Summary: Everyone loves love! We want to be loved and we want to give love. The problem is—our love is often lacking. This four-sermon series explores 1 John in order to discover a love that's truly worth having and giving: real love! PowerPoint available.


Scott Bayles

Blooming Grove Christian Church: 6/9/2013

There’s an old song that says, “Love is a many-splendored thing.” The very concept of love is one of the most permeating themes in the world today. The Beatles sang about in the sixties. Their message to a hurt and frightened world was, “love is all you need.” According the New York Public Library database, there are at least 35,533 books currently in print with the word “love” in the title and over 12,958 music CDs. If you Google the word love on the internet, you’ll find at least 11,160,000,000 web-sites that that use “love” as one of their key words, including, which calculates the probability of a successful relationship between two people. All you do is type in two names, click “calculate” and Dr. Love will tell you the likelihood of a lasting relationship. I couldn’t help myself, so I typed in mine and Ashley’s names and according to Dr. Love we have a 61% chance of things working out. I thought maybe that was because we have the same last name, so I tried again with Ashley’s maiden name, but then it dropped to 47%!

I think the Love Calculator is a good example of how confused our culture can be when it comes to love. When I watch TV, browse the internet, or scan magazines in the checkout lines, it’s clear that the world has a very poor understanding of real love. And we’ve talked about that the last couple of weeks. In 1 John 2, the Apostle John describes a worldly type of love that’s all about selfishness, sex and stuff. Then in contrast, in 1 John 3, he describes three characteristics of real love—sacrifice, service and security.

But in 1 John 4, John gives us the ultimate definition of love—a simple, yet profound description that knocks the walls out of any definition that would limit the scope and intensity of love. Are you ready for it? Here it is:

“God is love” (1 John 4:8).

Those three little words ought to fill our hearts with warmth and hope. If those words are true, it makes all the difference in the world! But we need to understand this rightly. “God is love” does not mean that “love is God.” In other words, love does not define God; rather, God defines love. Much of what we call “love” in modern America bears no resemblance or relationship to real love. So it is important that we dig a little deeper into this passage to discover what God’s love—what real love—is all about. In this chapter, John reveals four characteristics of God’s love.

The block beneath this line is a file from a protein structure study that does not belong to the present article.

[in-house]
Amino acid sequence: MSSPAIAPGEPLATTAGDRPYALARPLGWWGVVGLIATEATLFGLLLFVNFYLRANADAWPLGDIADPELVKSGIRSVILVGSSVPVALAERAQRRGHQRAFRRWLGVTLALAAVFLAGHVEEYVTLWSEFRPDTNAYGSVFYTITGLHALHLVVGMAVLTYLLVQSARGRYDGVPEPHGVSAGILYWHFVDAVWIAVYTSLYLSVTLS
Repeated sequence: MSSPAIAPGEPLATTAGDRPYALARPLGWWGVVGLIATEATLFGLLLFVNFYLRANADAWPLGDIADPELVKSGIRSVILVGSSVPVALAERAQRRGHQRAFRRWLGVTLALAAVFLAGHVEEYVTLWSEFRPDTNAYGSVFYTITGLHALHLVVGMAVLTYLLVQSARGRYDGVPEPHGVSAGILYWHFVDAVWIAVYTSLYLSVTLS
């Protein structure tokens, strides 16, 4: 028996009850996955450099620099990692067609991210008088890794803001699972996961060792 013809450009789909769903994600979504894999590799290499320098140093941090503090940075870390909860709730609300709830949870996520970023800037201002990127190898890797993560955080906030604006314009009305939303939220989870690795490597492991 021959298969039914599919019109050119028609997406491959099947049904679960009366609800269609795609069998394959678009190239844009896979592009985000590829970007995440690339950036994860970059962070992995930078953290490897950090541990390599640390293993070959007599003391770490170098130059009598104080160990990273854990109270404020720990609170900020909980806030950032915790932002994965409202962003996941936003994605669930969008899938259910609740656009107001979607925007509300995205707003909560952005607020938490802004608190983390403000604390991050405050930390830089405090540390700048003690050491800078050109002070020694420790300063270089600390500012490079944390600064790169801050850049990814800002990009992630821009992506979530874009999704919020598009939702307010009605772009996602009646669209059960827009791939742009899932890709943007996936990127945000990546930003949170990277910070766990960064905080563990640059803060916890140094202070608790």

First, God’s love is a personal love. John begins this section of Scripture by saying, “Dear friends, let us continue to love one another, for love comes from God. Anyone who loves is a child of God and knows God. But anyone who does not love does not know God, for God is love” (1 John 4:7-8 NLT).

I think the overriding impression of these two verses is that the love of God is personal. God’s love causes us to know Him, and Him to know us. When we’re filled with God’s love it demonstrates that we are his children. I think that A.W. Tozer said it best: “The love of God is one of the great realities of the universe, a pillar upon which the hope of the world rests. But it is a personal, intimate thing too. God does not love populations, He loves people. He loves not masses, but men.” Every individual person is important to God, and He loves each one of us. G.K. Chesterton understood this truth when he said, “All people matter. You matter. I matter. It’s the hardest thing in theology to believe.”

Jesus once put it this way: “What is the price of five sparrows—two copper coins? Yet God does not forget a single one of them… So don’t be afraid; you are more valuable to God than a whole flock of sparrows” (Luke 12:6-7 NLT). In Jesus’ day a copper coin was one of the smallest coins in circulation—a penny. And one such penny could buy you two sparrows. But two pennies could buy you five sparrows. Sparrows were so worthless that you buy four at a penny-a-pair and get a fifth sparrow for free. They were less than a-dime-a-dozen! There may be days when you feel like a fifth sparrow. Worthless. Insignificant. Unimportant. Unloved. But you’re not! You are loved by God! Even the sparrows matter to him and you are more valuable to God than a whole flock of sparrows! You’re the apple of his eye. You’re the bubble in his Pepsi. As Augustine put it, “He loves each one of us, as if there were only one of us.”

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